Maybe the best Palooza yet

This might have been the best Alumapalooza ever.

Going into it, I was thinking maybe it would be a little quiet because we had a smaller crowd this year (about 120 trailers on the field).  But we’d done a ton of work putting together a bigger and better event program than ever before, and that paid off.  We added off-site tours, more vendors, more new Airstreams on display, a kettle corn stand, and new seminars to the old favorites, and Mother Nature cooperated by bringing us nearly flawless weather all week.  I realized we had a winner when people started coming to me on the second day and saying, “We’re having a great time!  Thanks for putting this on.”  Usually it takes a couple of days before the compliments flow.

APZ5 crew

It was also less stressful than other events we’ve done, because we had an awesome crew of people. There has been some change every year, but most of them have been working Alumapalooza for years and they really know their jobs.  This year we added two new volunteers (Loren & Mike, on parking) and our jazz diva Laura was summarily promoted to “Trash Wench”.  (Her job was to collect the trash in the mornings. Before anyone objects, let me say that she picked her own title.)

Airstream Life flags

There was a nice breeze every day, so we flew the Airstream Life flag for the first time in several years.  It was nice to see lots of other flags flapping in the wind all week as well.  Felt festive.

The events of the week were so complex that I can’t really do justice to them here.  You can download the schedule from the Alumapalooza 5 website if you are interested. Basically we stayed busy from about 8:00 a.m. to 9 or 10 p.m. every day. Big hits included Open Mic night, the Aluminum Gong Show, Happy Hour, Josh Rogan, Eric Henning’s magic, and most of the seminars.

Killdeer chicks

Early in the week, someone spotted a killdeer nest just about ten feet from the vendor tent.  This was staked off immediately and dubbed the “Jackson Center Temporary Killdeer Preserve.”  Momma Killdeer sat on four eggs all week, and on Saturday they hatched—which got a big round of applause when we announced it at Happy Hour.  That was the first birth we’ve ever had at an event.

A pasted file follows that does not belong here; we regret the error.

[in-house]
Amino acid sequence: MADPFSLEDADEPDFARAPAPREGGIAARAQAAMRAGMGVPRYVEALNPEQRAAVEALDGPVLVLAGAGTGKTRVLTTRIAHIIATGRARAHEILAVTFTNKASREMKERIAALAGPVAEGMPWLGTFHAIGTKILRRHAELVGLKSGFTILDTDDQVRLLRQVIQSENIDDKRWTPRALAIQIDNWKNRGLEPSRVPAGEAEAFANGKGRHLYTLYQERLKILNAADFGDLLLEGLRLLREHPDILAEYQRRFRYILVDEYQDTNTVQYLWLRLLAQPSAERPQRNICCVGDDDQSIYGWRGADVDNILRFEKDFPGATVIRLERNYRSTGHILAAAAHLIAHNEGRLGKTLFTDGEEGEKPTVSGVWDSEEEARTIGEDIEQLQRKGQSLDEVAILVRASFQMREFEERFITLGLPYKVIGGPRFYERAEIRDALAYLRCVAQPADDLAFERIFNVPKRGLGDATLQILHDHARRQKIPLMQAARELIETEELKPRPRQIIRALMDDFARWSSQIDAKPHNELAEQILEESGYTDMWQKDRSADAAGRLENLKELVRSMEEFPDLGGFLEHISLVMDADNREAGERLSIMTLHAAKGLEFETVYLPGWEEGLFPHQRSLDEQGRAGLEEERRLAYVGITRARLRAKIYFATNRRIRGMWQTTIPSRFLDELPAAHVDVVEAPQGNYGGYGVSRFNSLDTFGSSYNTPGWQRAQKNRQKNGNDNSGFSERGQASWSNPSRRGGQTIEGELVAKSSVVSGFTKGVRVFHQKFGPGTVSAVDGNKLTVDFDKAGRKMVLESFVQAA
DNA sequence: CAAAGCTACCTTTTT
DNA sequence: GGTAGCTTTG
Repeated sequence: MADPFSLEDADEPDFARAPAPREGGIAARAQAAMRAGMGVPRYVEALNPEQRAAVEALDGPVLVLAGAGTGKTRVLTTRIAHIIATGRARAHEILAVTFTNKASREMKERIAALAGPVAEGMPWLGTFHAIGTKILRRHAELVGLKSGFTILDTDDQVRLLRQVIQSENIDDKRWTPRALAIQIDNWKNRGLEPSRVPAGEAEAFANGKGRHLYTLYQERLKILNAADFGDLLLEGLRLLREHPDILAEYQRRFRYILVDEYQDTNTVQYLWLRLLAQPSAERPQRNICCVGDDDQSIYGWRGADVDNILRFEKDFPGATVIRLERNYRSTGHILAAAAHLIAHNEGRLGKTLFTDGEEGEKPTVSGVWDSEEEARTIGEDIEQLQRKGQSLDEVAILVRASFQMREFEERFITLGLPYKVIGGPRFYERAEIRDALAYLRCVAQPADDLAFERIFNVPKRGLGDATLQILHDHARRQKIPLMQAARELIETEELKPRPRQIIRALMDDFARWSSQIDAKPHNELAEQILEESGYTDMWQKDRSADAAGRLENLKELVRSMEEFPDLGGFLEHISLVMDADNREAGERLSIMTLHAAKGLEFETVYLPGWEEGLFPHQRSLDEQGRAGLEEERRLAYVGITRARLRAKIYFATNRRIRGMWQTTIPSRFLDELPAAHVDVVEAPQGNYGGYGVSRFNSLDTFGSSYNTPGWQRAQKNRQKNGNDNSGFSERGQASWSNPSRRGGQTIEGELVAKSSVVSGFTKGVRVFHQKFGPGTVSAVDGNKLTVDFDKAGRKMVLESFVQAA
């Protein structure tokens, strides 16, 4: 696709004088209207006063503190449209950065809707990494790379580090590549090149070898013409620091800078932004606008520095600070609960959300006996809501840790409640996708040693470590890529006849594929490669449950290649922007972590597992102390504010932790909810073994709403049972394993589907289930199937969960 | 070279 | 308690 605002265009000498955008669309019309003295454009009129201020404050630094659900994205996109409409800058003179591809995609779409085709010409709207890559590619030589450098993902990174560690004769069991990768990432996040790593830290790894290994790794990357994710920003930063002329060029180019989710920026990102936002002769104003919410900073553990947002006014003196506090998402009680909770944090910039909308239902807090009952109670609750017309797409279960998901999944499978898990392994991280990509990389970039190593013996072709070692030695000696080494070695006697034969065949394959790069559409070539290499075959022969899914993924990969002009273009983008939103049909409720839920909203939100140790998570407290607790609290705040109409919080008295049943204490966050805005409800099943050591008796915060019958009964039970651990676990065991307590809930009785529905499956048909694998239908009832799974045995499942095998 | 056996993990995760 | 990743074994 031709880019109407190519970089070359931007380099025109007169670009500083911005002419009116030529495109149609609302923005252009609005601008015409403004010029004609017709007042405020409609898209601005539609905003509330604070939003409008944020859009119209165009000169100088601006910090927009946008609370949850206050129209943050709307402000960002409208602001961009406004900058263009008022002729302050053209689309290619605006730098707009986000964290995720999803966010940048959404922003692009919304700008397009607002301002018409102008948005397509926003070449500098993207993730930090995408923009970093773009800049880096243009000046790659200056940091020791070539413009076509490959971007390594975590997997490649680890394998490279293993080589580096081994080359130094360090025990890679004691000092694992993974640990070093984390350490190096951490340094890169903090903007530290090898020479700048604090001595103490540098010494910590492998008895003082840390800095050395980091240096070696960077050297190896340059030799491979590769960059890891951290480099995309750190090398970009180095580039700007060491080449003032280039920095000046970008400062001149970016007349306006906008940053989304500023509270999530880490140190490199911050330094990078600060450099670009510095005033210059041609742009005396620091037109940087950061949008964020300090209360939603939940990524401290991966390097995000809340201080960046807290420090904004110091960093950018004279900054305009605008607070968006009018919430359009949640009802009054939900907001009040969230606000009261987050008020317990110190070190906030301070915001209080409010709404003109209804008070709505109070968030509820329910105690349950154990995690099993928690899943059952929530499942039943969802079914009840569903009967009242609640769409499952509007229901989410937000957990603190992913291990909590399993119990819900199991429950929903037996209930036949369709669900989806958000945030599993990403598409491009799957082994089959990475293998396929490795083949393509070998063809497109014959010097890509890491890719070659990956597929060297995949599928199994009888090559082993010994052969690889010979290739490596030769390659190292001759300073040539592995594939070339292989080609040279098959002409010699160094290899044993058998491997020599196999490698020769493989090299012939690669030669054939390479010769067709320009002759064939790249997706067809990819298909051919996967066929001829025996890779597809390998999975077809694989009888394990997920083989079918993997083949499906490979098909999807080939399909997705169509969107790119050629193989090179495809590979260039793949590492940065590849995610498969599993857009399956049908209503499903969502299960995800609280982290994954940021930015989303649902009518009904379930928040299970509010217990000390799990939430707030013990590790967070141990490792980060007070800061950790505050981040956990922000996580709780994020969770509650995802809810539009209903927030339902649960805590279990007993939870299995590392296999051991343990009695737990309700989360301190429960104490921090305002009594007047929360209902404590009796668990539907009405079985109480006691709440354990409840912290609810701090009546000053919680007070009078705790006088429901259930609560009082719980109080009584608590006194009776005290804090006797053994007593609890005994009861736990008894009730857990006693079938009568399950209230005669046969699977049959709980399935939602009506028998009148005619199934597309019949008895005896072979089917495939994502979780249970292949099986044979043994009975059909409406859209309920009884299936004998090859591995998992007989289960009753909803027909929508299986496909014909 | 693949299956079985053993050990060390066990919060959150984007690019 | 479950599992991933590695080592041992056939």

The photo above shows only about 1/3 of the field.  Since the field was dry, we could spread out and give everyone as much privacy as they wanted.  Most clustered close to the main tent.

Airstream always offers some cheap deals on parts during Alumapalooza, but this year they went nuts and filled a service bay with scratched and used items that were mostly taken off other trailers or returned under warranty.  The bargains were incredible. We scored a convection microwave, barely used, for $100 (retail about $500), which Eleanor will use to develop a convection microwave cooking seminar for future events, and an 18-foot curbside awning for $150 (retail about $900). Why so cheap?  The awning has one tiny hole in it, made by someone with a 5/16″ drill bit.  We’ll patch that easily.

I also got a water heater cover for the Caravel for $5, and a bunch of other $5 items.  Brett landed a nice pure-sine inverter, unbelievably cheap.  (Wish I’d seen that first!)   Super Terry filled his trailer with parts and still couldn’t fit everything he bought. The bargains alone would be worth the price of a trip to Jackson Center.

Jim Webb Zip Dee

Since I now had an 18-foot tube in my possession that I couldn’t fit in the car, I needed to get it installed right away.  Fortunately, Jim Webb, the president of Zip-Dee Awnings, and Greg Blue (a Z-D rep) were on site.  They were busy all week with service calls, so they didn’t get to my installation until about 8 p.m. on Friday.  The sun set while they were working, so they ended up finishing the job by flashlight with a crowd of onlookers. A few people couldn’t believe that the president of the company would be doing this … but that’s the kind of company Zip-Dee is, and the kind of guys Jim & Greg are.  They finally wrapped up at about 10:30 pm, just in time for Jim to drive five hours back to Chicago.

(By the way, guys — I love the new curbside awning.)

It was a long week, but also the time flew by.  It ended the way they always do, with lots of people smiling and wishing they didn’t have to go home, a big dinner, a concert, and a slightly sleep-deprived staff.  On Sunday morning we watched all the trailers depart, cleaned up the field, and put away our stuff.

Elder Theater Airstream Life seatThat afternoon E&E and I wandered down to the local one-screen cinema, The Elder Theater, to see Maleficent.  Airstream Life had made a donation to help the theater switch to digital projection, and this was my first chance to see the plaque the theater had mounted on a seat in thanks.  If you go, look for the Airstream Life seat in the center section, about 2/3 down, one seat in from the left aisle.  I was pleased to sit there and enjoy the digital picture, knowing that this old gem of a theater was still able to operate thanks to the financial donations of dozens of people.